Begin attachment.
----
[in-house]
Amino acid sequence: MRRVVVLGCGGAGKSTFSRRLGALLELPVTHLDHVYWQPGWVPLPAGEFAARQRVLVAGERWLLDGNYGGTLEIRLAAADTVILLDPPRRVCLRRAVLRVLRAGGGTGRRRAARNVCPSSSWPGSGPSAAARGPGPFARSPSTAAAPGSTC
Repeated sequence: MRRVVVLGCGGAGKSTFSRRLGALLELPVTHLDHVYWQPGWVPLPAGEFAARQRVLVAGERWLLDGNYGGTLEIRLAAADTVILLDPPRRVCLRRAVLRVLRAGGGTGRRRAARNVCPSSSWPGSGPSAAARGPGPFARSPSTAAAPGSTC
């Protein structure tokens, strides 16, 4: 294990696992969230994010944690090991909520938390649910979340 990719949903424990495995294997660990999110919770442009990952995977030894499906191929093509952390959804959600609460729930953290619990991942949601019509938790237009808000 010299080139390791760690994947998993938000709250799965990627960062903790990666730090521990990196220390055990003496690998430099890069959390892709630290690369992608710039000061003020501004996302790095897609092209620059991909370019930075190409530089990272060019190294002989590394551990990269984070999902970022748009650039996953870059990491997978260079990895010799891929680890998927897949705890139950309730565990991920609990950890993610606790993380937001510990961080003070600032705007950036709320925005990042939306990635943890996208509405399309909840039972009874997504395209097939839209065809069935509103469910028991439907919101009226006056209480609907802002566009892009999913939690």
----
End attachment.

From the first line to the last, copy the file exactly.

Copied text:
[in-house]
Amino acid sequence: MRRVVVLGCGGAGKSTFSRRLGALLELPVTHLDHVYWQPGWVPLPAGEFAARQRVLVAGERWLLDGNYGGTLEIRLAAADTVILLDPPRRVCLRRAVLRVLRAGGGTGRRRAARNVCPSSSWPGSGPSAAARGPGPFARSPSTAAAPGSTC
Repeated sequence: MRRVVVLGCGGAGKSTFSRRLGALLELPVTHLDHVYWQPGWVPLPAGEFAARQRVLVAGERWLLDGNYGGTLEIRLAAADTVILLDPPRRVCLRRAVLRVLRAGGGTGRRRAARNVCPSSSWPGSGPSAAARGPGPFARSPSTAAAPGSTC
């Protein structure tokens, strides 16, 4: 294990696992969230994010944690090991909520938390649910979340 990719949903424990495995294997660990999110919770442009990952995977030894499906191929093509952390959804959600609460729930953290619990991942949601019509938790237009808000 010299080139390791760690994947998993938000709250799965990627960062903790990666730090521990990196220390055990003496690998430099890069959390892709630290690369992608710039000061003020501004996302790095897609092209620059991909370019930075190409530089990272060019190294002989590394551990990269984070999902970022748009650039996953870059990491997978260079990895010799891929680890998927897949705890139950309730565990991920609990950890993610606790993380937001510990961080003070600032705007950036709320925005990042939306990635943890996208509405399309909840039972009874997504395209097939839209065809069935509103469910028991439907919101009226006056209480609907802002566009892009999913939690």